Tag: Orange Touch-Me-Not

  • Orange Touch-Me-Not (Impatiens capensis)

    We have featured this very common flower before; here are some close-up pictures of the flowers. This is what we said the last time Orange Touch-Me-Nots appeared:

    Also called Spotted Touch-Me-Not or Jewelweed. Very similar to the Yellow or Pale Touch-Me Not (I. pallida), and often found in the same colony. Most of the differences are subtle; I. capensis tends to have smaller, darker leaves, often with a noticeable bluish tinge. The flowers, however, leave no doubt about the species: the bright orange of I. capensis is instantly obvious. Since the flowers bloom from late June to the first frost, we can rely on them to identify the plant. These were blooming at the edge of a field near Cranberry in late August.

    The specific name capensis is unfortunate. The botanist who named it thought the specimen came from the Cape Colony in Africa. The names Impatiens fulva and I. biflora were current for much of the nineteenth and twentieth centuries; but the inflexible rule of priority has asserted the rights of the name capensis, however wrongheaded it may be.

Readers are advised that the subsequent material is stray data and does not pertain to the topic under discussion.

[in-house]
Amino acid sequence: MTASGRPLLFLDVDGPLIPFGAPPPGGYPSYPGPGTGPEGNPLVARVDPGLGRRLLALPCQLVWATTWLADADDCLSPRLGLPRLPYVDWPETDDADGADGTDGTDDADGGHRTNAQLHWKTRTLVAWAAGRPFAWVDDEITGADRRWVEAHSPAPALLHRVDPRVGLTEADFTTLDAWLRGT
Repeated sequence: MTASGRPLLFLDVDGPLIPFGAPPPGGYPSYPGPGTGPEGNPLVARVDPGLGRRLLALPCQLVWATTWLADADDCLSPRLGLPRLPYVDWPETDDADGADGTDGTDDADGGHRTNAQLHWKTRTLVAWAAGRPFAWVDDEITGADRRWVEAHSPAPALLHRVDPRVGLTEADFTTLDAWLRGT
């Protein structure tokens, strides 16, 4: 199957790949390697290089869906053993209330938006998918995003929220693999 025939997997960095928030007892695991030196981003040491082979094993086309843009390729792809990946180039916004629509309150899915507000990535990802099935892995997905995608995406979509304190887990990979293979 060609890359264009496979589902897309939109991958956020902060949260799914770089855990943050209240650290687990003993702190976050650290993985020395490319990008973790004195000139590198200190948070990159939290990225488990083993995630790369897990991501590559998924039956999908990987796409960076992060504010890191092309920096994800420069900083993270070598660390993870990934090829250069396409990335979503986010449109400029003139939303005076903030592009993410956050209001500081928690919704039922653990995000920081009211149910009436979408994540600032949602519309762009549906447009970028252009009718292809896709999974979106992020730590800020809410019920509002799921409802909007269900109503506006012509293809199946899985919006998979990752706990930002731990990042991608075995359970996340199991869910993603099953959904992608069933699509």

Gray describes the genus and the species:

    IMPATIENS [Rivinius] L. BALSAM, JEWELWEED. Sepals apparently only 4; the anterior one notched at the apex (probably two combined); the posterior one (appearing anterior as the flower hangs on its stalk) largest, and forming a usually spurred sac. Petals 2, 2-lobed (each a pair united). Filaments appendaged with a scale on the inner side, the б scales connivent over the stigma; anthers introrse. Pod with evanescent partitions, and a thick axis bearing several anatropous seeds; valves 6, coiling elastically and projecting the seeds in dehiscence. — Leaves in ours ovate or oval, coarsely toothed, petioled. Flowers axillary or panicled, often of two sorts, viz., the larger ones which seldom ripen seeds; and very small ones which are fertilized early in the bud, their floral envelopes never expanding but forced off by the growing pod and carried upward on its apex. (Name from the sudden bursting of the pods when touched, whence also the popular appellation.)

    I. biflora Walt. (SPOTTED TOUCH-ME-NOT.) Flowers orange-color, thickly spotted with reddish brown; sac longer than broad, acutely conical, tapering into a strongly inflexed spur half as long as the sac. (Ifulva Nutt) — Rills and shady moist places. June-Sept. —Plant 6-8 dm. high. Forms with spotless, whitish, or roseate flowers have been found.